Step 4: Documentation

Fourthly, the inspector might also ask to see what kind of systems or policies you keep in your business. This could include anything from machine maintenance logs to training certificates for your staff. WorkSafe’s priority is considering whether your systems and records support good health and safety practice in your business.

There is no reason to be concerned if WorkSafe lets you know that they are inspecting your business. These inspections are routine, standard, and not aimed to be antagonistic or adversarial. Further, the inspector will just be looking to check that your business has robust health and safety policies and practices, and is complying with its obligations under health and safety law.

Key Takeaways

WorkSafe is New Zealand’s regulator for health and safety in the workplace. They have various roles, including carrying out inspections and collaboratively working with businesses, unions, worker representatives and a range of other actors. WorkSafe inspections usually involve:

  • open discussion with you as the business leader; 
  • observation and examination of the workplace itself; and 
  • a check of your documentation. 

A common misconception is that inspections always result in prosecutions: in fact, most WorkSafe inspections do not result in prosecutions. If you have any questions about WorkSafe or its inspections, contact LegalVision’s New Zealand employment lawyers on 0800 005 570 or complete the form on this page.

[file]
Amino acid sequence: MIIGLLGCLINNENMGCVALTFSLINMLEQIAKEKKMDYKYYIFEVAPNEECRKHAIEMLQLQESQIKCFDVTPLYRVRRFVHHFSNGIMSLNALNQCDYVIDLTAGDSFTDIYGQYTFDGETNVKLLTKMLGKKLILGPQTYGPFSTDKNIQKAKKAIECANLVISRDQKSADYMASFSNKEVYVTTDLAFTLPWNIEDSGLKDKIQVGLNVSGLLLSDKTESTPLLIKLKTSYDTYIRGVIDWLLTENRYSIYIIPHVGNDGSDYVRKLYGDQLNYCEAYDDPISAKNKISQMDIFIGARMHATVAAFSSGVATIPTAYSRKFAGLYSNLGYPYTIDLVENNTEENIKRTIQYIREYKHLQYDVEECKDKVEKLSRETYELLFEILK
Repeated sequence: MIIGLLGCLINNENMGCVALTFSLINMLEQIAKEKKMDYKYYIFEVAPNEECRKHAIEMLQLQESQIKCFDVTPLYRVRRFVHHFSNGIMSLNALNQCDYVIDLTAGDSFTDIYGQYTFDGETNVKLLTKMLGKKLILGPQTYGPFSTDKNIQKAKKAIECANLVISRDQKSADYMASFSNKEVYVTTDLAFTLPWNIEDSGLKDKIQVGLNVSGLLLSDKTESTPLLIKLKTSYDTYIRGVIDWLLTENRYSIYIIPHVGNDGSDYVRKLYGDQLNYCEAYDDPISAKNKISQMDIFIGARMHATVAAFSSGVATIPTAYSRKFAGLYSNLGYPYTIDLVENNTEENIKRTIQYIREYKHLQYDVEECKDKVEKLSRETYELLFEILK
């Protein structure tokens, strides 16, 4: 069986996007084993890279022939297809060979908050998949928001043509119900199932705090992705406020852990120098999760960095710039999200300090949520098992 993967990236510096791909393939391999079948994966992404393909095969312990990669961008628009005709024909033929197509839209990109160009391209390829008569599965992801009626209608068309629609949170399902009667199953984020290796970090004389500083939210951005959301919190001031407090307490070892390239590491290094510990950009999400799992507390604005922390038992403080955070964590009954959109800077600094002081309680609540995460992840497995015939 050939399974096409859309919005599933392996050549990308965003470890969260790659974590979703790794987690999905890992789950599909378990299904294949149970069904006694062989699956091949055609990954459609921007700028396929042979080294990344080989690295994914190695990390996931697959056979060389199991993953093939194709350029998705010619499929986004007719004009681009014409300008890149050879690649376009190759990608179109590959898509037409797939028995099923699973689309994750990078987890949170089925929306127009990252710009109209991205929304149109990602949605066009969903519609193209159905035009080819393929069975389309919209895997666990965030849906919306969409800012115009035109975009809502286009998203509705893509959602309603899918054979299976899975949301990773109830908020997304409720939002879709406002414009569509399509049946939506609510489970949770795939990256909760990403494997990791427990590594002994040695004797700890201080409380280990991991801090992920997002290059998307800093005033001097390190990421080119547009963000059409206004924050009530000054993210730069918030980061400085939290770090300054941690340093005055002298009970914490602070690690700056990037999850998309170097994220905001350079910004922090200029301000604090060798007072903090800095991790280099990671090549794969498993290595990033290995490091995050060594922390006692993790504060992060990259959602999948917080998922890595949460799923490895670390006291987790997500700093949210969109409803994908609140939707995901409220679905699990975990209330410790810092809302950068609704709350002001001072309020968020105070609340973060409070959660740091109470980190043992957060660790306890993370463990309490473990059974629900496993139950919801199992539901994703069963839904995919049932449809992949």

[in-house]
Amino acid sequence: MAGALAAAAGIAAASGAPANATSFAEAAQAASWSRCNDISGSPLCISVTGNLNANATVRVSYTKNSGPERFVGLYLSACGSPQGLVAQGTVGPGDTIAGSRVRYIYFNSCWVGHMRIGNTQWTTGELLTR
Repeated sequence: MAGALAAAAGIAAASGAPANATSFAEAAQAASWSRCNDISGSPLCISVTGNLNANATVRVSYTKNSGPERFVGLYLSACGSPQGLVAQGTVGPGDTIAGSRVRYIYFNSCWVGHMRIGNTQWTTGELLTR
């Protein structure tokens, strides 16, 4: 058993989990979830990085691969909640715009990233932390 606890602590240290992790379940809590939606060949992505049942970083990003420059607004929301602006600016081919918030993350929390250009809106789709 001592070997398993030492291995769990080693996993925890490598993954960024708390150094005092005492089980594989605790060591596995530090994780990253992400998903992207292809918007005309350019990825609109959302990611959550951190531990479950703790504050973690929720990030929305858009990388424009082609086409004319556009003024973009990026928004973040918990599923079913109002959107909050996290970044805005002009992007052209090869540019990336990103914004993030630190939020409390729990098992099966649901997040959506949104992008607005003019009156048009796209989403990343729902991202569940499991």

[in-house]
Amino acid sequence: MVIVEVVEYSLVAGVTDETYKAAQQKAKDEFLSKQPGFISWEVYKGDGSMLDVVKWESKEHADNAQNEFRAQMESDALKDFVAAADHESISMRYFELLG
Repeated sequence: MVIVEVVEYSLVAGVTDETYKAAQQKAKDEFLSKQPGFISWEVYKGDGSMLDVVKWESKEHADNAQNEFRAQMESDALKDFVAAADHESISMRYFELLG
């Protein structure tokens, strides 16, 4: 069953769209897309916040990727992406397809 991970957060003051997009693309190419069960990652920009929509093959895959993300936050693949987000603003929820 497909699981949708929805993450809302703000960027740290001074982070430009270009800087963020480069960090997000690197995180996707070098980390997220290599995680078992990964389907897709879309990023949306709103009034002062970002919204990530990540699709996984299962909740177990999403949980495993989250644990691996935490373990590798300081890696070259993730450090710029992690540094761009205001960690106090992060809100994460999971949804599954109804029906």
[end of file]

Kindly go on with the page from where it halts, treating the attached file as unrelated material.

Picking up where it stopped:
What is WorkSafe?

WorkSafe is New Zealand’s workplace health and safety regulator. WorkSafe’s role is to enforce health and safety laws, promote best practices, and educate businesses about their obligations.

What are WorkSafe inspections?

WorkSafe inspectors carry out thousands of workplace inspections every year to check your business’ health and safety policies and practices and inspect whether the workplace is safe. They will typically discuss all of this with you as a first step.

WorkSafe is inspecting my business. Does that mean they are likely to prosecute?

No. WorkSafe carries out thousands of inspections every year and relatively few result in any prosecutions.

About LegalVision: LegalVision is a commercial law firm that provides businesses with affordable and ongoing legal assistance through our industry-first membership.

By becoming a member, you'll have an experienced legal team ready to answer your questions, draft and review your contracts, and resolve your disputes. All the legal assistance your business needs, for a low monthly fee.

Learn more about our membership

Need Legal Help? Submit an Enquiry

If you would like to get in touch with our team and learn more about how our membership can help your business, fill out the form below.

Our Awards

  • 2019 Top 25 Startups - LinkedIn
  • 2020 Innovation Award 2020 Excellence in Technology & Innovation Finalist – Australasian Law Awards
  • 2020 Employer of Choice Award 2020 Employer of Choice Winner – Australasian Lawyer
  • 2020 Financial Times Award 2021 Fastest Growing Law Firm - Financial Times APAC 500
  • 2021 Law Firm of the Year Award 2021 Law Firm of the Year - Australasian Law Awards
  • 2022 Law Firm of the Year Winner 2022 Law Firm of the Year - Australasian Law Awards